Is Your Defined Benefit Plan Ready for Termination? Part V
Part 5 – Data Quality and Conclusion
This post is the last in a 5-part series on plan termination readiness. In prior weeks, we discussed funded status [Part II and Part III] and plan administration [Part IV]. This week, we’ll wrap things up with a discussion of data quality.
Every pension plan administrator understands the importance of data. There are the basics: date of birth, date of hire, pay history, breaks in service, etc. Then there is non-employment data, like home address and beneficiary information. Depending on the plan, some administrators even need to track sick or vacation time, or employee contributions. This is an integral part of plan management, and all plan administrators understand the importance of accurate data.
At the same time, most administrators will tell you that their data is far from perfect. Payroll systems change and historical data gets archived. Terminated vested participants fail to keep their contact information up to date and fall off the radar. Form-of-payment elections and beneficiary information remain on paper files until the retiree in question dies. For an ongoing plan, these issues are common, and not likely to cause major headaches or problems. When the time comes to terminate, however, these types of data issues can all be major roadblocks to success.
During the termination process, sponsors need to be able to communicate with each and every participant, and need to provide detailed information on each participant’s benefits. Each participant will receive a Notice of Plan Benefits (NOPB). For recent retirees and not-in-pay participants, this notice will need to include the historical data that supports the benefit they earned in the plan. For longer-term retirees, the NOPB will need to include the benefit amount, form of payment, and beneficiary information. Missing or inaccurate information can cause delays and serious problems upon plan termination. The PBGC will review NOPB samples, so it is critical that the notice is complete and accurate.
During the plan termination process, having up-to-date contact information for all participants is essential to ensure that required notices are received and benefit elections can be made and processed. While returned mail is an obvious indicator of bad addresses, this only captures a subset of the bad addresses. Address searches and outreach campaigns in advance of plan termination can find additional address issues and ensure all participants are reachable once the plan termination process is underway.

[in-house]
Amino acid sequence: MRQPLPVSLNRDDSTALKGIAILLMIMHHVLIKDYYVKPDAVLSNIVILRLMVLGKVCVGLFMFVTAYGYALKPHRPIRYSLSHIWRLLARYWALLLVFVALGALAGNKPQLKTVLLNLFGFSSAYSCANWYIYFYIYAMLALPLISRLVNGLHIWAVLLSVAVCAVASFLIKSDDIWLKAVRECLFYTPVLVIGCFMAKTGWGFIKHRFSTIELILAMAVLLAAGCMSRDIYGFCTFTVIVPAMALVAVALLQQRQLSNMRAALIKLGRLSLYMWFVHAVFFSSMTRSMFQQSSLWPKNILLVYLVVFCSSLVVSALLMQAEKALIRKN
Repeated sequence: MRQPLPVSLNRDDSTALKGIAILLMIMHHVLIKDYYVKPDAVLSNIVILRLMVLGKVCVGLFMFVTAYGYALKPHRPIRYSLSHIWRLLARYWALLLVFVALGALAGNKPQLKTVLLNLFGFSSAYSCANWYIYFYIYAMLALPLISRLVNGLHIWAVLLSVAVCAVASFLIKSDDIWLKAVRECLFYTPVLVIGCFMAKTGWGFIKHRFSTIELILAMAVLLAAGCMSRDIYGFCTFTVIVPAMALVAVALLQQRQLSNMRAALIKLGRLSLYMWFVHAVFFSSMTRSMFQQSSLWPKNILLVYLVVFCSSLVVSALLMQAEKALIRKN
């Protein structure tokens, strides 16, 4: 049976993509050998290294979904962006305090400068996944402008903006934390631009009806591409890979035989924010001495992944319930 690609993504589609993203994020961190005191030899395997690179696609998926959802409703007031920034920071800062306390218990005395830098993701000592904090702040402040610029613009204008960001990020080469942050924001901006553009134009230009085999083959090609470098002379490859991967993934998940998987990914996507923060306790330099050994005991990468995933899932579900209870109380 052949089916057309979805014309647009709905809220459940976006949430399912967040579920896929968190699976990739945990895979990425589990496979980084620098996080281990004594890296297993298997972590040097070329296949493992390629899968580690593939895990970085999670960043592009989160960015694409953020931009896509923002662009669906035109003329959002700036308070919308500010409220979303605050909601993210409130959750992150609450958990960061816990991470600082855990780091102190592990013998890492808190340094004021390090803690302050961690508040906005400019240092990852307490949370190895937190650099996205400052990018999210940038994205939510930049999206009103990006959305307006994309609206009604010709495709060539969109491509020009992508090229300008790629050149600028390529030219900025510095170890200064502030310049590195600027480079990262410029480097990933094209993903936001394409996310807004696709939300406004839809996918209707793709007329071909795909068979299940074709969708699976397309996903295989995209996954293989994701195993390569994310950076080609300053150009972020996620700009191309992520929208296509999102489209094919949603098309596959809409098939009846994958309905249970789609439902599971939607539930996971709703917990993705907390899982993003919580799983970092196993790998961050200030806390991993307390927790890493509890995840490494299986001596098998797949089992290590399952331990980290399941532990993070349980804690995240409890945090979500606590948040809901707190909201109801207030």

Additionally, sponsors will want up-to-date information on participant and beneficiary deaths. For ongoing administration, most plans rely on notification from the beneficiary or estate for a participant’s death. Often, beneficiary deaths are not tracked while the participant is alive. These practices are common for going plans. However, at termination, out-of-date information can result in overpaying benefits and overstating liabilities. Death audits should be performed to avoid these situations; the process of cleaning this up after the fact is often much more time consuming than ongoing prevention processes.
Action items: In advance of plan termination:
• A detailed review of participant data, including the quality level of accrued benefits, addresses, and demographic information, should be performed.
• Missing information should be noted and accrued benefits certified. It will be easier to improve the data quality and find missing information now than it would be at plan termination.
• Death audits should be performed to true up beneficiary information and verify whether terminated vested participants are still alive. The process of cleaning up this data during the termination is more time consuming and could lead to overfunding.
In Conclusion: How do I know if I’m ready to terminate?
We started this series with the saying “All good things must come to an end.” That applies to blogs as well as pension plans! The key for both is making sure that “the End” is a good one.
As we’ve discussed over the last month, there are a number of areas plan sponsors need to assess before embarking on the actual plan termination process. Evaluating the plan’s funded status on a plan termination basis is a necessary first step [Part II]. But it is also necessary to focus on other matters than can impede the termination. Sponsors will also want to:
• Assess funded status risk and devise a plan for mitigating risks as the plan gets closer to terminating;
• Clean up and verify plan administration including election forms, notices, and plan documents; and
• Ensure that all necessary data is collected and validated.
Getting prepared for a successful plan termination takes time and effort. Neglecting any of the steps we have discussed these past four weeks can jeopardize a plan getting to a good End.
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